Are stents or bypass surgery more effective in preventing a future heart attack? A study published last Monday in JAMA Internal Medicine tips the balance clearly in favor of bypass surgery as the more effective route to prevent a future heart attack or heart disease death in those with multiple clogged arteries. Another study published in the same journal finds that getting a stent in addition to taking medication is no better than drug therapy alone for preventing heart attacks and death in those with a single clogged artery.
The first study looked at six previously published trials involving more than 6,000 heart disease patients with multiple clogged arteries who were randomly assigned to have bypass surgery — where diseased portions of the heart arteries are replaced with transplanted vein or artery grafts — or a less invasive stent placement to prop open a clogged artery. Those who had the bypass were 27 percent less likely to die over the four-year study and 42 percent less likely to have a heart attack than those who had the stents.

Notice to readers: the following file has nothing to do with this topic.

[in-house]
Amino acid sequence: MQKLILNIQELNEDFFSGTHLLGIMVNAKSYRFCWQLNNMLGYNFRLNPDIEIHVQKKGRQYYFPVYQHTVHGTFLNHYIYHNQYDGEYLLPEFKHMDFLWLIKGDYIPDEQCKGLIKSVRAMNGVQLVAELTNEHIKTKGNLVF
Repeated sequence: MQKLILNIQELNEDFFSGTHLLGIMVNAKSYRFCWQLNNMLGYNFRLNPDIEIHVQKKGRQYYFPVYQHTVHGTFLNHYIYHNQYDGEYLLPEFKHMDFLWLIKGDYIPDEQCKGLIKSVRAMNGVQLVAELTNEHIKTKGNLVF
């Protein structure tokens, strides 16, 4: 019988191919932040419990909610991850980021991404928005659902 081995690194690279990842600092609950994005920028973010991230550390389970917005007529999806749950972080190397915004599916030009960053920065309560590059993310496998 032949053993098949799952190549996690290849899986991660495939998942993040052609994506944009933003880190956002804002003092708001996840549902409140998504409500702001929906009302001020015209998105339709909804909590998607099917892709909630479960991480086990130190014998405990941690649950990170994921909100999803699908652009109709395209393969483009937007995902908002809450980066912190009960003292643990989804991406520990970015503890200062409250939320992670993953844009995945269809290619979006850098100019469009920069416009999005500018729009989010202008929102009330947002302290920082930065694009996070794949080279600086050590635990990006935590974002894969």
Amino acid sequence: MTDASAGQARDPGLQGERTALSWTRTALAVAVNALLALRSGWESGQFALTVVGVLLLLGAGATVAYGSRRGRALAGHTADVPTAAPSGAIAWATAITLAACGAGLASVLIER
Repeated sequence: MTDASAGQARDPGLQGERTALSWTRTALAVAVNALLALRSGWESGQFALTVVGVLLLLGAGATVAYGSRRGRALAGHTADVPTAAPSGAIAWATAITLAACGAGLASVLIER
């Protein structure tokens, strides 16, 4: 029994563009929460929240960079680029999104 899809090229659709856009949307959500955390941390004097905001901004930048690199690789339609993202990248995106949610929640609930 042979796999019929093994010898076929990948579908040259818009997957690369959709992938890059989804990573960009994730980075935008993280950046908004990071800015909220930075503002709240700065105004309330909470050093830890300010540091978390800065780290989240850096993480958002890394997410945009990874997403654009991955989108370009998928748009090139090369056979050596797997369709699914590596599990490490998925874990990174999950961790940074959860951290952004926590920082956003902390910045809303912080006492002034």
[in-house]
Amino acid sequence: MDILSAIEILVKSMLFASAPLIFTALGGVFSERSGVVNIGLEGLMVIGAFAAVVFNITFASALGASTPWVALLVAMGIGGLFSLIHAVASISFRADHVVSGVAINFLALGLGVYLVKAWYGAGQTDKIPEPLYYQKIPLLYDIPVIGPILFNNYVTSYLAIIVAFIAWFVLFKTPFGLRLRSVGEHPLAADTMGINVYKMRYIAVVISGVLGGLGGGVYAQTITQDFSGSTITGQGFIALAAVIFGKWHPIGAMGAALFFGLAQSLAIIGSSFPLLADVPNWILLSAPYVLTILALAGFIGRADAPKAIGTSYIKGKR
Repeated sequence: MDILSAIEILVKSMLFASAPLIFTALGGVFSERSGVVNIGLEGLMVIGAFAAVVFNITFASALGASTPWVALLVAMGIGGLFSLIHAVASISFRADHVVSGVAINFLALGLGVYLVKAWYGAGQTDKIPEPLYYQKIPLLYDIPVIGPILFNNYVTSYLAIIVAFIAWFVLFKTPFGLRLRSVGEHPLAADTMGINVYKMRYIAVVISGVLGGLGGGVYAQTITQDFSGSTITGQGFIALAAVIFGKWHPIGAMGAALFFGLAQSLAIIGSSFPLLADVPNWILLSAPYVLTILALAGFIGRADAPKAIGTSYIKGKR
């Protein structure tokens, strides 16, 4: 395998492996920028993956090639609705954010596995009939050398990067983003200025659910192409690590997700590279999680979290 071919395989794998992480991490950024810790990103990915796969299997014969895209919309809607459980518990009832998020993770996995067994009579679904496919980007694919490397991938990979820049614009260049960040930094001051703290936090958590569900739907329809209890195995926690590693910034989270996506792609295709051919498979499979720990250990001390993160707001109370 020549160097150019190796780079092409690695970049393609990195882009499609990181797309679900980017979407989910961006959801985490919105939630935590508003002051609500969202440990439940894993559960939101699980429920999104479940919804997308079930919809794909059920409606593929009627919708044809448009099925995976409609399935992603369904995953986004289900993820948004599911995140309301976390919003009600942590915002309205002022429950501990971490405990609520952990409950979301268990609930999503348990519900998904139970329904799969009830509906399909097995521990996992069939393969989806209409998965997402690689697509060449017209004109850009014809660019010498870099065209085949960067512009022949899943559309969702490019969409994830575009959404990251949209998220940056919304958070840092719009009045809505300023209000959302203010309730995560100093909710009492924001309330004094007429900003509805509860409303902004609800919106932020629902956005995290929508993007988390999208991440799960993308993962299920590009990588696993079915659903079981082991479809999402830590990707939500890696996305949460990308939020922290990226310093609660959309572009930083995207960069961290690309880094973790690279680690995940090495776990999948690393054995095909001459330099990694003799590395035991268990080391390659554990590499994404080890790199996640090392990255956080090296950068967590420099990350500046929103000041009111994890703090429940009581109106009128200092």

In the second study, researchers found that placing stents made no difference in heart attack rates or deaths in patients compared to those who took only medications to prevent heart problems. These two trials only involved patients with stable heart disease — not those having a heart attack or chest pain who were treated during emergencies.